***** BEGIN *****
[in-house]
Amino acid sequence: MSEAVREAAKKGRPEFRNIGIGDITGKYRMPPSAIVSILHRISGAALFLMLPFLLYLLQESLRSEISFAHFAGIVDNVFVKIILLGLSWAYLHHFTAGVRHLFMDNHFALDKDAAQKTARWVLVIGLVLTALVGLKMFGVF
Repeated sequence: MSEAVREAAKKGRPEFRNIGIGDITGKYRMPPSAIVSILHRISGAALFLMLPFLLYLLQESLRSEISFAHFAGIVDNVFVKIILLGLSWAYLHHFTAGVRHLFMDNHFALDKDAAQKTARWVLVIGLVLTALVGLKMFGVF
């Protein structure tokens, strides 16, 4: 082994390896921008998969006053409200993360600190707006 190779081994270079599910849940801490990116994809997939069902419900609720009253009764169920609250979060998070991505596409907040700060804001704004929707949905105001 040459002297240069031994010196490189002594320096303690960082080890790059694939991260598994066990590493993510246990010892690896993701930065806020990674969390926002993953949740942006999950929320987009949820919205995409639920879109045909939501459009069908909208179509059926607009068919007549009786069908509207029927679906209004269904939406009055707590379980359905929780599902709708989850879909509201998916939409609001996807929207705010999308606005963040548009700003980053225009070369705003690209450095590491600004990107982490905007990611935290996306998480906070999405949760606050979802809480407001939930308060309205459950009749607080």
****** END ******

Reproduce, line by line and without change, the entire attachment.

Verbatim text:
[in-house]
Amino acid sequence: MSEAVREAAKKGRPEFRNIGIGDITGKYRMPPSAIVSILHRISGAALFLMLPFLLYLLQESLRSEISFAHFAGIVDNVFVKIILLGLSWAYLHHFTAGVRHLFMDNHFALDKDAAQKTARWVLVIGLVLTALVGLKMFGVF
Repeated sequence: MSEAVREAAKKGRPEFRNIGIGDITGKYRMPPSAIVSILHRISGAALFLMLPFLLYLLQESLRSEISFAHFAGIVDNVFVKIILLGLSWAYLHHFTAGVRHLFMDNHFALDKDAAQKTARWVLVIGLVLTALVGLKMFGVF
């Protein structure tokens, strides 16, 4: 082994390896921008998969006053409200993360600190707006 190779081994270079599910849940801490990116994809997939069902419900609720009253009764169920609250979060998070991505596409907040700060804001704004929707949905105001 040459002297240069031994010196490189002594320096303690960082080890790059694939991260598994066990590493993510246990010892690896993701930065806020990674969390926002993953949740942006999950929320987009949820919205995409639920879109045909939501459009069908909208179509059926607009068919007549009786069908509207029927679906209004269904939406009055707590379980359905929780599902709708989850879909509201998916939409609001996807929207705010999308606005963040548009700003980053225009070369705003690209450095590491600004990107982490905007990611935290996306998480906070999405949760606050979802809480407001939930308060309205459950009749607080």